With the Senate Intelligence Committee’s vote to declassify part of the 6000+ word report on the Bush torture regime, the media is once again reporting on the issue — and once again almost entirely refusing to call it torture. All they want to use are euphemisms:
What’s not new is the media’s persistent dance around the word at the heart of the entire story: “torture.”
Much has been made in the past decade or so about the news business’ sudden conversion to euphemism when it came to describing techniques that had been previously universally recognized as torture. One study, for instance, found that major outlets abruptly stopped defining waterboarding as torture when the Bush administration began using it.
That tendency has not abated in recent years, and a look through recent newspaper and television coverage shows that many outlets are still hesitant to use “torture.”
McClatchy, which published the leaked findings from the Senate report, called them “harsh interrogation techniques,” even as it provided a gruesome description of what those techniques were…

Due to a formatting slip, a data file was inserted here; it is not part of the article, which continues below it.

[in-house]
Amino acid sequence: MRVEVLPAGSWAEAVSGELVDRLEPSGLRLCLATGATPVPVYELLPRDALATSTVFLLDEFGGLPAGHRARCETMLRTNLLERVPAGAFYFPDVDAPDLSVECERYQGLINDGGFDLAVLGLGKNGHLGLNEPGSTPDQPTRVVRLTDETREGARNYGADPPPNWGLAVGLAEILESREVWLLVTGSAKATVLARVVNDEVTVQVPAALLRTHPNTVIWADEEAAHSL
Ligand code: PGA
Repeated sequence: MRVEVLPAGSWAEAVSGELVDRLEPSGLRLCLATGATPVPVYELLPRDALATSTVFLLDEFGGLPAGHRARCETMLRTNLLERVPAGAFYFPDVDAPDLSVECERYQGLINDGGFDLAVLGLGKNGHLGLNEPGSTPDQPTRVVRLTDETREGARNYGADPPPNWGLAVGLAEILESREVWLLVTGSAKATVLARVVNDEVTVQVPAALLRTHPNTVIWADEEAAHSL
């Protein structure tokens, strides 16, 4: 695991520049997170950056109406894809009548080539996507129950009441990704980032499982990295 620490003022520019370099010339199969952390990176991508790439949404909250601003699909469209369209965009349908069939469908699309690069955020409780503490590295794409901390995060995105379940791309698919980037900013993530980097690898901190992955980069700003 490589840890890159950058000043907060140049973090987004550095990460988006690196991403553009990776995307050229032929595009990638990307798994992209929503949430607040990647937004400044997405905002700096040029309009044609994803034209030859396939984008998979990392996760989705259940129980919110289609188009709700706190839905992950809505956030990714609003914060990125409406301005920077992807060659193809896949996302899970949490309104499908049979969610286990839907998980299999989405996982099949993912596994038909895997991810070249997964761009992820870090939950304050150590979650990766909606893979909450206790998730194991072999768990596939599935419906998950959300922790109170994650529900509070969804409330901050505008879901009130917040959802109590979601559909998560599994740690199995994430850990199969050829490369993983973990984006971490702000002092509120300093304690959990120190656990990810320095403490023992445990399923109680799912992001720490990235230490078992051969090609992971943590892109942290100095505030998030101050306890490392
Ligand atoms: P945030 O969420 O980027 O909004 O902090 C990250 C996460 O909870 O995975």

An examination of monitoring service TV Eyes over the last couple of weeks shows that television news is—with some exceptions—equally reluctant to use “torture.”In one discussion of the report, MSNBC’s Mika Brzezinki referred to “interrogation tactics used by the CIA.”
“CBS This Morning” used the term “extreme interrogation techniques.”
NBC’s David Gregory asked Obama administration adviser Dan Pfeiffer about “past interrogation techniques.”
On CNN, Candy Crowley hedged her bets by saying that the CIA had used “torture depending on who’s describing it.”
One network where “torture” seems more acceptable is, surprisingly, Fox News. Viewers tuning into that channel could hear Shep Smith say that the term “enhanced interrogation techniques” “means torture in English.” They could watch anchor Shannon Bream read news copy that said that the Senate had concluded that the CIA “tortured suspects and gained little evidence.”
This is language used to obscure rather than communicate, to hide the gruesome reality of what the government did in our name while also lying about it.